“They think he’s with Padfoot,” Harry said.

“I don’t know why,” Ginny said thoughtfully. “Snape was here to see you, so he knows where you are-”

“He wouldn’t tell,” Draco said at once.

“Obviously,” Ron sniggered. Hermione glanced at him, looking puzzled, and then back to Draco, but before she could say anything, Ron interrupted. “Dad saw the whole thing,” Ron said, with a wide grin, and then turned to Hermione - who was clearly not following the conversation - to explain. “Mr Malfoy went and pushed Sirius into a wall at the Ministry and was threatening him about Malfoy-” He jerked his head in Draco’s direction. “-only well- Sirius is an Auror, and attacking Aurors is a bit, well… frowned upon.”

“Marlene hexed him,” Harry said, unable to keep his mouth from twitching. “All in the name of protecting her fellow Auror, of course.”

“Poor Mr Malfoy,” Ginny said, but her eyes were bright and her scent was pleased in a sharp sort of way. Then she grimaced and looked at Draco. “Sorry.”

“I just hope she knocked some sense into him,” he said wryly, and then scowled. “Though it’s more likely he’s gone home to sulk.” Since learning of Mr Malfoy’s involvement with diary last year, Draco’s feelings toward him had been a mix of disappointment, frustration and anger - Harry knew as much from his scent. All of that was still there, but there was a new distinctly wary scent now, that hadn’t been there a few days ago, when term ended. Harry wondered just what had happened when Draco left the Manor.

“Charming,” Hermione said, but she seemed concerned. “Draco, did you run away?”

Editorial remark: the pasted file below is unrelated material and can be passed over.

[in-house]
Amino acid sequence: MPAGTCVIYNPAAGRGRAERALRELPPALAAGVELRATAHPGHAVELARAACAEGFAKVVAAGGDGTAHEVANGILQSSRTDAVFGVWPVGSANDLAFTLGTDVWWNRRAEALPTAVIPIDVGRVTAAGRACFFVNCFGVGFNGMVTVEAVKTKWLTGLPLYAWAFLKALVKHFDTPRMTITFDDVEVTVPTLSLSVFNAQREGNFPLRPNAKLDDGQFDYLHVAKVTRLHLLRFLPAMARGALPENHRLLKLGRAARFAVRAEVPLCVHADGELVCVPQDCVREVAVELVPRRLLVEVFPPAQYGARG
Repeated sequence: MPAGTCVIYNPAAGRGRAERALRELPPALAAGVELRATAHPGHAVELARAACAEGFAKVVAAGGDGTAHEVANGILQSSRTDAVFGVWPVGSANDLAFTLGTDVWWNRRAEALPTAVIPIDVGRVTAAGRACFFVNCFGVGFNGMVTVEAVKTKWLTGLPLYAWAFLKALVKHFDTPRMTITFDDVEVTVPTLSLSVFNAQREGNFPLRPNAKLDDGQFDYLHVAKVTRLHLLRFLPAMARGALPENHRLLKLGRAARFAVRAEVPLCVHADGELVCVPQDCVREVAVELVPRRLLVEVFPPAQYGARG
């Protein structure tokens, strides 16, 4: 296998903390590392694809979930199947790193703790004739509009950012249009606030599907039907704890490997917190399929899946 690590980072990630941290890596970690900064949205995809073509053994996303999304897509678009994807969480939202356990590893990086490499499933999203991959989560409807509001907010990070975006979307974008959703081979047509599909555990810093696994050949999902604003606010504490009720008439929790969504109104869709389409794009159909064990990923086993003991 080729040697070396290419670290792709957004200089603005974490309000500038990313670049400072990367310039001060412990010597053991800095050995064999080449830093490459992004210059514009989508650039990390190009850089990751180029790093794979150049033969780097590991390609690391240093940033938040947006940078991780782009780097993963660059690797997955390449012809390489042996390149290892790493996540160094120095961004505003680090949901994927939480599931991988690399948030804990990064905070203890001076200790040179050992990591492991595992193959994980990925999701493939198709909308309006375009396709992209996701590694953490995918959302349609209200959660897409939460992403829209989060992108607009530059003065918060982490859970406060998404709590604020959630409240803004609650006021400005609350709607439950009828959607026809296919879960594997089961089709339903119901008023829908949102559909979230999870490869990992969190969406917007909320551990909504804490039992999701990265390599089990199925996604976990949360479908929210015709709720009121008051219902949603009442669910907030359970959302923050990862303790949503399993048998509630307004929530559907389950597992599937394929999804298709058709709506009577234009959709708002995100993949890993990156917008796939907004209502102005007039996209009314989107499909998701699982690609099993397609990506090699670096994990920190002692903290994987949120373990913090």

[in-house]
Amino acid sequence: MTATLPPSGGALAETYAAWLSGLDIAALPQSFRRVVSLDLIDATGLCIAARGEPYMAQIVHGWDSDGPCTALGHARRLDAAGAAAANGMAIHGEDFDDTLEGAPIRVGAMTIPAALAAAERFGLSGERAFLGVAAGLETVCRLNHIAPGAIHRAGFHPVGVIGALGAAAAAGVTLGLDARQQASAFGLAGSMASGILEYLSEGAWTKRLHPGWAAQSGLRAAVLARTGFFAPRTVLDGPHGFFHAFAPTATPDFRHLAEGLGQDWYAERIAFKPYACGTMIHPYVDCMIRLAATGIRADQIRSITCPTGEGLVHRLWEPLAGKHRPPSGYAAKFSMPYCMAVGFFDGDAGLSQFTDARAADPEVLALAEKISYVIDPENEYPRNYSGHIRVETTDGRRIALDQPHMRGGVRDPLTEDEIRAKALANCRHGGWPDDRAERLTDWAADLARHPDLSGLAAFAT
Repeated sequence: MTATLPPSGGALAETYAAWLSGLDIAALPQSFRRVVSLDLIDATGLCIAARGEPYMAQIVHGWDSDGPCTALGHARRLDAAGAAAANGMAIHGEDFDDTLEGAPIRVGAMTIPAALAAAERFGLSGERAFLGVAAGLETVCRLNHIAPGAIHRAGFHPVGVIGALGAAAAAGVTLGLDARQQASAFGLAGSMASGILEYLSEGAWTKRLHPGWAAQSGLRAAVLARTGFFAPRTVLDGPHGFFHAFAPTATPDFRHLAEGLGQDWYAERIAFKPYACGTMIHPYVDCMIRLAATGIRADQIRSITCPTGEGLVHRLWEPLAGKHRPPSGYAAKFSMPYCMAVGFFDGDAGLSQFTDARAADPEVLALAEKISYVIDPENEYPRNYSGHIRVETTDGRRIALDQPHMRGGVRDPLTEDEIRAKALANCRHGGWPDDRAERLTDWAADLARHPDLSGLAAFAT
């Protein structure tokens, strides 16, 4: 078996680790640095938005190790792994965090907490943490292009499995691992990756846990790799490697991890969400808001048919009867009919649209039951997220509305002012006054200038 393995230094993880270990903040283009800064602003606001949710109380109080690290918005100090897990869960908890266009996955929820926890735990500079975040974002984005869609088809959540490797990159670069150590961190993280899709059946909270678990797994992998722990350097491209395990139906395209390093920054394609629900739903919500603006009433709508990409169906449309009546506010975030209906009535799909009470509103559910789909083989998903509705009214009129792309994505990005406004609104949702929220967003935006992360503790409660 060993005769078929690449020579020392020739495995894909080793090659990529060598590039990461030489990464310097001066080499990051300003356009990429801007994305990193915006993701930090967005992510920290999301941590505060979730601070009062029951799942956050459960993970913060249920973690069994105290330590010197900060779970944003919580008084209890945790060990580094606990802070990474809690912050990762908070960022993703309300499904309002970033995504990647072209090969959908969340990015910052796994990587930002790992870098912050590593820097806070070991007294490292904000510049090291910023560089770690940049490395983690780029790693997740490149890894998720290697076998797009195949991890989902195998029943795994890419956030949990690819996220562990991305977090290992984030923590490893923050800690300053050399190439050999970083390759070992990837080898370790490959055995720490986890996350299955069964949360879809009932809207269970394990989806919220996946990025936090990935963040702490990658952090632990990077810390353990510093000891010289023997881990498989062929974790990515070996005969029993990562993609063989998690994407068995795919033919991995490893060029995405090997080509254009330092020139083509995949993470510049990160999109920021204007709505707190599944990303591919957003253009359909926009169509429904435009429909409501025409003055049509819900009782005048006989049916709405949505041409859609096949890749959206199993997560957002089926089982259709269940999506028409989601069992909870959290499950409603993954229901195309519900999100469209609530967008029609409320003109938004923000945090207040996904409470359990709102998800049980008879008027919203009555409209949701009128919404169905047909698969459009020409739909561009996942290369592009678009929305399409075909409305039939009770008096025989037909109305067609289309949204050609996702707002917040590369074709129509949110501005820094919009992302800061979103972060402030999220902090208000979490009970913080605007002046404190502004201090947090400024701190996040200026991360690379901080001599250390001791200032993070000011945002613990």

“I Flooed,” Draco said, with a faint smile, but he’d drawn his knees up to his chin and smelled uncomfortable. Harry didn’t think the term ‘run away’ had occurred to him until now. “There was actually very little footwork involved-”


“Can we talk about Potter’s difficult family members, not mine?”

“Thanks, Draco,” Harry muttered, rolling his eyes, because that comment had diverted Hermione’s full attention onto him, and it was now him getting worried looks, not Draco.

“How was it?” Hermione asked tentatively.

“They weren’t actually too bad,” Harry said, and then paused. “Well, actually, Marge was awful, but we’re not really family, so-”

“Who’s Marge?” Ginny asked, wrinkling her nose.

“I don’t remember you mentioning anyone called Marge,” Hermione said, frowning.

“‘Cause Harry said so much about it,” Ron said, giving Harry a teasing nudge with his foot. Hermione hid a smile, and Harry scowled at them both.

“Marge is Uncle Vernon’s sister,” Harry said. “And a piece of work, honestly.”

“Is that why you smell like dungbombs?” Fred and George were back - Merlin only knew where the gnome had ended up - and were leaning over the back of Harry’s couch. “Didn’t want to ask in front of Mum.”

“I can’t smell dungbombs,” Ginny said. Draco leaned a bit closer to Harry and sniffed, then shook his head.

“You don’t know them like we do,” Fred said sagely. “Well, Harry?”